Burgers, fries, pizzas: "only once" is not enough

People occasionally treat themselves to a cheat day, a day of indulging in unhealthy food and drink. But even infrequent consumption leaves a mark.

The effects of cheat days

What are cheat days?

You know the feeling: although you eat a mostly healthy diet and make sure you get enough exercise, you sometimes get a craving for sweets, fast food or other high-calorie delicacies. If you give in to these cravings and treat yourself to a day of feasting (or a few, during holidays), it´s often referred to as a "cheat day". In short, a day to deviate from normal eating habits.  

Indulging every now and then is ok... right?

A cheat day here and there usually has no significant impact on weight; that is if the feast is followed by a healthy diet. On a molecular level, however, things look different, as a recent study has shown. Using an animal model, researchers investigated the effects of a short-term change in diet on the immune system.

What happens to the immune system during a short-term high-calorie diet?

The study authors were able to show that even a short-term change in the regular diet to high-calorie foods with less fibre had consequences for the immune system. The risk of certain infections, for example with some strains of salmonella, increased. This is due to the change in CD4+ cells, which negatively affects the immune system, both systemically and by changes in the intestinal mucosa.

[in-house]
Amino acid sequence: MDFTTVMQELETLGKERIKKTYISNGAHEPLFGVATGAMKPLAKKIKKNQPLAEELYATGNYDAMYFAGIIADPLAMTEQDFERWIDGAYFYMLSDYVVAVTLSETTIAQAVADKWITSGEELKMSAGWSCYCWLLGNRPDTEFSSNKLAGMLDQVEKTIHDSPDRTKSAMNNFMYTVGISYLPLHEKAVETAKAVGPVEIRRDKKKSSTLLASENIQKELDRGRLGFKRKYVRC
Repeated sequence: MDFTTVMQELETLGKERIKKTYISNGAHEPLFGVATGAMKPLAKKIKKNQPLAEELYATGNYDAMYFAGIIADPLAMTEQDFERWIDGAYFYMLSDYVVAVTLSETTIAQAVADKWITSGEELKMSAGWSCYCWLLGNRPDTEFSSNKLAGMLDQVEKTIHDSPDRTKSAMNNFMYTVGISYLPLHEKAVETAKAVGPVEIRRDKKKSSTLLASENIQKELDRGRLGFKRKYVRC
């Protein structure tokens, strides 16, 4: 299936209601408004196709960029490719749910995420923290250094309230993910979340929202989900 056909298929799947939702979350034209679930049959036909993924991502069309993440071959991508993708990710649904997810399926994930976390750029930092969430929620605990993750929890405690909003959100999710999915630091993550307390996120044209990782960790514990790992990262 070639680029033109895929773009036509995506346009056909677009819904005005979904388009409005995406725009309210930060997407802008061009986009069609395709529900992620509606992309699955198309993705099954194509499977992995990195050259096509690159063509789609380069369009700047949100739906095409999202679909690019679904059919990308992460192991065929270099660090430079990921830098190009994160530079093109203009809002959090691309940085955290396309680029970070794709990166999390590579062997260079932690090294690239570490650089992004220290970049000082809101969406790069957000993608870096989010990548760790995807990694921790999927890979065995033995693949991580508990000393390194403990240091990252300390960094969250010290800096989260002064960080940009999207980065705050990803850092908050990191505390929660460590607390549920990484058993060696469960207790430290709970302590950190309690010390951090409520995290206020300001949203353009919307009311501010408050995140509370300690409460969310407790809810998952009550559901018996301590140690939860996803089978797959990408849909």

The good news is that if more fibre is added to the diet, cell function returns to normal. 

Conclusions for medical practice

Cheat days are seen as an acceptable limited period of dietary indulgance for most people. However, the current study shows that they may not be as harmless as often assumed. The data suggests that the immune system could be compromised by this change in normal eating habits, potentially opening the door to infections. However, these effects do not appear to be long-lasting. When more fibre was added, the cell functions in the animal model were regulated. It could be useful to educate people who are already immunocompromised about the potentially harmful effects of short-term indulgence outside of their routine diets.

  1. Siracusa, F., Schaltenberg, N., Kumar, Y. et al. Short-term dietary changes can result in mucosal and systemic immune depression. Nat Immunol 24, 1473–1486 (2023). https://doi.org/10.1038/s41590-023-01587-x